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By cerebral localization I am referring to the science of localizing normal and abnormal (lesional) function to discrete brain areas. Charcot had his share to say on this, as did others, and certainly Charcot's is the dominant voice in localization of abnormal cerebral function.1-3
Dr Richardson has rightly stated the clear benefits of lesion localization (targeted neurosurgery for abscesses, tumours and epileptic foci are fine representative examples); and I agree with the implication that lesion localization provided an impetus for the development of neurosurgery.4 My point, however, is that the hallowed status of this artful skill in the history of non-surgical neurology is undeserved. Prior to the modern era, the successful localization of a neurological lesion signalled the end of the clinical encounter in (non-surgical) neurological practice. A diagnostic exercise was thus transformed into `an end in itself'.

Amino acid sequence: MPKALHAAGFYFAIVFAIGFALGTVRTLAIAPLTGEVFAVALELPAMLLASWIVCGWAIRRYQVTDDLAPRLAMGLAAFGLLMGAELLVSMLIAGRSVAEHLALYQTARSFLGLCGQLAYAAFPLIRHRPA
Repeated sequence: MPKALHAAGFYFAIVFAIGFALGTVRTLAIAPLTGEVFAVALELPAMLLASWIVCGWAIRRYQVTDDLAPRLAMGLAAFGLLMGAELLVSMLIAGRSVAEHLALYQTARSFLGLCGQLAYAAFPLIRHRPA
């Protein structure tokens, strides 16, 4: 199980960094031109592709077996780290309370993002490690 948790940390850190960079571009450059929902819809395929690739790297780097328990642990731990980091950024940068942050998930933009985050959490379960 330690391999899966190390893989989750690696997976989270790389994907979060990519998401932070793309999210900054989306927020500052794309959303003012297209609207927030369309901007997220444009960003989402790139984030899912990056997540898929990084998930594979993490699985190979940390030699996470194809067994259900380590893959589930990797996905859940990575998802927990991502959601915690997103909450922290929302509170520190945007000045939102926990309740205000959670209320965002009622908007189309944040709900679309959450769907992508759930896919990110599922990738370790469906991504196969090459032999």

It is the hold of lesion localization on the culture of neurology that made it a traditionally very diagnosis-centred specialty, when what really matters is to be treatment-centred. Only in the past 20 years, as clinical localization was rendered obsolete through modern imaging, have we started to come out of the shadows.